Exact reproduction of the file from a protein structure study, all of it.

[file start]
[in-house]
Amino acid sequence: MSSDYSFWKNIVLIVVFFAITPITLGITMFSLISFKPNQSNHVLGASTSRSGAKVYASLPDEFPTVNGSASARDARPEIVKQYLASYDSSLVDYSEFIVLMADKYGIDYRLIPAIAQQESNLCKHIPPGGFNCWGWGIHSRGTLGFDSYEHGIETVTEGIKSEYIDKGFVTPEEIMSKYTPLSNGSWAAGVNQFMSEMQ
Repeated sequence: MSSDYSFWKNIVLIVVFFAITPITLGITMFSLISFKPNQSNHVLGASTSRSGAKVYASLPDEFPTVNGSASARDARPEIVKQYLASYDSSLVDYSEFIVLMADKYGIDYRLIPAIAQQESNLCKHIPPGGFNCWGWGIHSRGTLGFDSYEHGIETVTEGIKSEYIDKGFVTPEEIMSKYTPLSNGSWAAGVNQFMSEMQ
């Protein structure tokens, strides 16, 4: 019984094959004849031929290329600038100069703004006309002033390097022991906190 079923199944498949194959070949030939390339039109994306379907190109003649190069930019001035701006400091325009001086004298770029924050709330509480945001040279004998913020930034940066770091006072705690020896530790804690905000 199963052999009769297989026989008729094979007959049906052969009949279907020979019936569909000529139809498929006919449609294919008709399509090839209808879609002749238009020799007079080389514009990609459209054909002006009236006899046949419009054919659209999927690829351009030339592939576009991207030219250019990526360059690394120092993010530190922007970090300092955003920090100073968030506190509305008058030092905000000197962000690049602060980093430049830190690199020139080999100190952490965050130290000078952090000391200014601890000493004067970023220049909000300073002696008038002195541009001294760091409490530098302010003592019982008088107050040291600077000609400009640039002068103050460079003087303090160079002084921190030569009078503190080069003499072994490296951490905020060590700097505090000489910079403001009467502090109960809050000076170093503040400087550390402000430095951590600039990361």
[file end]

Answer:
[in-house]
Amino acid sequence: MSSDYSFWKNIVLIVVFFAITPITLGITMFSLISFKPNQSNHVLGASTSRSGAKVYASLPDEFPTVNGSASARDARPEIVKQYLASYDSSLVDYSEFIVLMADKYGIDYRLIPAIAQQESNLCKHIPPGGFNCWGWGIHSRGTLGFDSYEHGIETVTEGIKSEYIDKGFVTPEEIMSKYTPLSNGSWAAGVNQFMSEMQ
Repeated sequence: MSSDYSFWKNIVLIVVFFAITPITLGITMFSLISFKPNQSNHVLGASTSRSGAKVYASLPDEFPTVNGSASARDARPEIVKQYLASYDSSLVDYSEFIVLMADKYGIDYRLIPAIAQQESNLCKHIPPGGFNCWGWGIHSRGTLGFDSYEHGIETVTEGIKSEYIDKGFVTPEEIMSKYTPLSNGSWAAGVNQFMSEMQ
């Protein structure tokens, strides 16, 4: 019984094959004849031929290329600038100069703004006309002033390097022991906190 079923199944498949194959070949030939390339039109994306379907190109003649190069930019001035701006400091325009001086004298770029924050709330509480945001040279004998913020930034940066770091006072705690020896530790804690905000 199963052999009769297989026989008729094979007959049906052969009949279907020979019936569909000529139809498929006919449609294919008709399509090839209808879609002749238009020799007079080389514009990609459209054909002006009236006899046949419009054919659209999927690829351009030339592939576009991207030219250019990526360059690394120092993010530190922007970090300092955003920090100073968030506190509305008058030092905000000197962000690049602060980093430049830190690199020139080999100190952490965050130290000078952090000391200014601890000493004067970023220049909000300073002696008038002195541009001294760091409490530098302010003592019982008088107050040291600077000609400009640039002068103050460079003087303090160079002084921190030569009078503190080069003499072994490296951490905020060590700097505090000489910079403001009467502090109960809050000076170093503040400087550390402000430095951590600039990361």